Kits have become a massive part of the footballing culture, particularly for myself. My first jersey was the 2012/13 away, Macron (sigh). Kit looks alright, but this one is more for the memories of becoming a Leeds fan. It was the 2-1 victory over Everton in the cup that peaked my interest in Leeds United, and football in general. Why? The underdog victory enticed me, beginning the obsession that is unbreakable.
My first game was Neil Warnock’s last, a 2-1 defeat against Derby County in which fellow Scotsman, Ross McCormack scored a belter from the edge of the box, curling one straight into the top corner from a Paul Green lay-off. My favourite player had been chosen, which brings me onto the next season.
The 2013/14 season was met with real promise and blind optimism into a team that I never really understood in terms of their quality. Just look at the photo below, McCormack and Alex Mowatt were the beacons of hope in this team. I really like this kit, it was just a cool change with the stripe.
I can’t say much about the away kit that season, what was I thinking? I actually liked it, I have no clue why, nor will I look to justify. Of course, McCormack was wonderful for us that season, I liked Matt Smith a lot too. The ‘big geezer-little geezer’ combo upfront worked alright, and given the chaos of that season, McCormack kept us up that season.
Other notes include Jimmy Kebe and Cameron Stewart - no comment required, Luke Murphy’s debut goal against Brighton, and his double against Blackpool, which was the first time I saw Leeds win live. Manager, Brian McDermott was an honest guy, and it was a shame to see him be put through Massimo Cellino’s early ownership antics, and he will always have the respect of the Leeds United faithful.
Skipping the quite frankly horrendous 14/15 season, the 15/16 season’s kits were stunners. Macron had been sent to the shops and Kappa had gotten off to a flyer, with the help of no primary shirt sponsor for the season. The first goal scored in this jersey was just as good, with Mirco Antenucci scoring a peach against newly relegated Burnley, spinning toward goal before whipping one straight round the keeper and into the top corner. The scenes were wild in the stands.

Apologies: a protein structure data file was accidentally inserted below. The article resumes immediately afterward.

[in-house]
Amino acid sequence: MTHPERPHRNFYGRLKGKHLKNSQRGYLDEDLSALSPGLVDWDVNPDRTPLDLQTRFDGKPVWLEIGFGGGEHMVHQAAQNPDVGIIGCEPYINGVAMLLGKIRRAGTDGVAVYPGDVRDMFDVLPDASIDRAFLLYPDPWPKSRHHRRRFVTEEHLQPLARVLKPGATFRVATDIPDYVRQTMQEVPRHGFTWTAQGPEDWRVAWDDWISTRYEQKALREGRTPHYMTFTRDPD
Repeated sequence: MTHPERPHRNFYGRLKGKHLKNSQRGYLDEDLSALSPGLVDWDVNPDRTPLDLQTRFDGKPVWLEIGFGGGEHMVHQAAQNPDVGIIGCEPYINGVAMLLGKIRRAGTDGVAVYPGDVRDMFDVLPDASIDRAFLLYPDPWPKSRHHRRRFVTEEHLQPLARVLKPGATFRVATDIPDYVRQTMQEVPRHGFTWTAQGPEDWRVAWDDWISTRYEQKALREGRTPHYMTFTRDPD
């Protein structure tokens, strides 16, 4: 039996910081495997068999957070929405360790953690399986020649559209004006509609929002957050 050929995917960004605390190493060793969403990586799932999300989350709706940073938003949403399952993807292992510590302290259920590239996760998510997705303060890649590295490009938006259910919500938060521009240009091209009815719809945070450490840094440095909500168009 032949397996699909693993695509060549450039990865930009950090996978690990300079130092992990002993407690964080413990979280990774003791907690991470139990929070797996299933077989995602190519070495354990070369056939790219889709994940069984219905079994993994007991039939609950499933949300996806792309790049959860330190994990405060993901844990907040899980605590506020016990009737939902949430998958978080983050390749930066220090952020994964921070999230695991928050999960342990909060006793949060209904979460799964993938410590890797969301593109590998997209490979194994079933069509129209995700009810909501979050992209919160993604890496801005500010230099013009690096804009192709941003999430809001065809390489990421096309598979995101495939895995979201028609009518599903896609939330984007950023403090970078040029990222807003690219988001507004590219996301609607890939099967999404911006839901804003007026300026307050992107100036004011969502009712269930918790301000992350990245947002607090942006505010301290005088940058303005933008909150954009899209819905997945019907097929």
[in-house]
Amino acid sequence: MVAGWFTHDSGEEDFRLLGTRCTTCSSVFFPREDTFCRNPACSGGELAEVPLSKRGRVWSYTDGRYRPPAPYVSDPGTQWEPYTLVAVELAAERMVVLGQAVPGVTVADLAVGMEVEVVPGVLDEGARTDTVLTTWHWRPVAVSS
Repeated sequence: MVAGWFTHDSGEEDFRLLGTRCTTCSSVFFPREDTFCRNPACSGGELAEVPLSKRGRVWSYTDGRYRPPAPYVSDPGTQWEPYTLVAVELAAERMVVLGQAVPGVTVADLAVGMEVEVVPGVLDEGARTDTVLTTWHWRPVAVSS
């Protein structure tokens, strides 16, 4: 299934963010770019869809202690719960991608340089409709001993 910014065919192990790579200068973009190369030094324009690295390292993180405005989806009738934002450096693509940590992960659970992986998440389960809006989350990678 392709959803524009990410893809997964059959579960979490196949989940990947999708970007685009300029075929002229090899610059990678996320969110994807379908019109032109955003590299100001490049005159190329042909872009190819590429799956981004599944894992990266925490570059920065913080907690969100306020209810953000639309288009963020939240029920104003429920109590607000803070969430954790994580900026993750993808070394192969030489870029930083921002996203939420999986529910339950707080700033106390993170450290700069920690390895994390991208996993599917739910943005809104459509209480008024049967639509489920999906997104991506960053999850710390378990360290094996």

Uwe Rosler was inevitably sacked, and the disappointment of Steve Evans’ appointment was turned into respect (from some) for a passionate manager who did all he could to get us going, but it was clear that he wasn’t the man to take us to the next level.
As much as we don’t like him now, Garry Monk’s Leeds team let us dream again. Kappa brought another two great kits, particularly the blue and yellow away strip. Simple, cool and memorable, one of the best memories in that kit was Chris Wood’s equaliser at St James’ Park against Rafa Benitez’s Newcastle United.
The fondest memories in the classic-looking home kit from that year include the 2-0 win over Aston Villa in December. Kemar Roofe scored his first Leeds goal, and Chris Wood finished them off, as many marked this game as the game that they began to believe that this Leeds team could be a dark horse in the top six. The 2-0 victory over Brighton and Hove Albion later in the season backed that ambition, with Chris Wood’s double prompting some of the best South Stand limbs we’ve ever had.